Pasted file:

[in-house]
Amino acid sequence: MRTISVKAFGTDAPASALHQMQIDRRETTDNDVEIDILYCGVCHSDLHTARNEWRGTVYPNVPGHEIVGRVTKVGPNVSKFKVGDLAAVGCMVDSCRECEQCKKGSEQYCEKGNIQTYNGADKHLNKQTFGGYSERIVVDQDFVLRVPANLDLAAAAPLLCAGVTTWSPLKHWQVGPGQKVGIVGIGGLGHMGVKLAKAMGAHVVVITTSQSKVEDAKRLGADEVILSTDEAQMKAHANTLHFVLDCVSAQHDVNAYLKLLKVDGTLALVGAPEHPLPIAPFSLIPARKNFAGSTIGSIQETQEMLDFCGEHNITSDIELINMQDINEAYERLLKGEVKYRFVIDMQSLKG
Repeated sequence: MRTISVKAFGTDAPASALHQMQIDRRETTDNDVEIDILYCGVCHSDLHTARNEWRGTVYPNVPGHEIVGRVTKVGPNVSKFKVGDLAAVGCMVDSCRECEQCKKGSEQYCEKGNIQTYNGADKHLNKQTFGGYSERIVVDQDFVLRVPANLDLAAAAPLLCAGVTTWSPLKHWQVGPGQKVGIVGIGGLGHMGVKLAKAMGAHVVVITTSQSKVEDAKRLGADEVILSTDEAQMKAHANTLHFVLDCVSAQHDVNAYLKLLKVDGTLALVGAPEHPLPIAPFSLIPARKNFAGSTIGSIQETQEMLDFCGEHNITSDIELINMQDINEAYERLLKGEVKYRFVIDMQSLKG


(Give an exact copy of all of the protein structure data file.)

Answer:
[in-house]
Amino acid sequence: MRTISVKAFGTDAPASALHQMQIDRRETTDNDVEIDILYCGVCHSDLHTARNEWRGTVYPNVPGHEIVGRVTKVGPNVSKFKVGDLAAVGCMVDSCRECEQCKKGSEQYCEKGNIQTYNGADKHLNKQTFGGYSERIVVDQDFVLRVPANLDLAAAAPLLCAGVTTWSPLKHWQVGPGQKVGIVGIGGLGHMGVKLAKAMGAHVVVITTSQSKVEDAKRLGADEVILSTDEAQMKAHANTLHFVLDCVSAQHDVNAYLKLLKVDGTLALVGAPEHPLPIAPFSLIPARKNFAGSTIGSIQETQEMLDFCGEHNITSDIELINMQDINEAYERLLKGEVKYRFVIDMQSLKG
Repeated sequence: MRTISVKAFGTDAPASALHQMQIDRRETTDNDVEIDILYCGVCHSDLHTARNEWRGTVYPNVPGHEIVGRVTKVGPNVSKFKVGDLAAVGCMVDSCRECEQCKKGSEQYCEKGNIQTYNGADKHLNKQTFGGYSERIVVDQDFVLRVPANLDLAAAAPLLCAGVTTWSPLKHWQVGPGQKVGIVGIGGLGHMGVKLAKAMGAHVVVITTSQSKVEDAKRLGADEVILSTDEAQMKAHANTLHFVLDCVSAQHDVNAYLKLLKVDGTLALVGAPEHPLPIAPFSLIPARKNFAGSTIGSIQETQEMLDFCGEHNITSDIELINMQDINEAYERLLKGEVKYRFVIDMQSLKG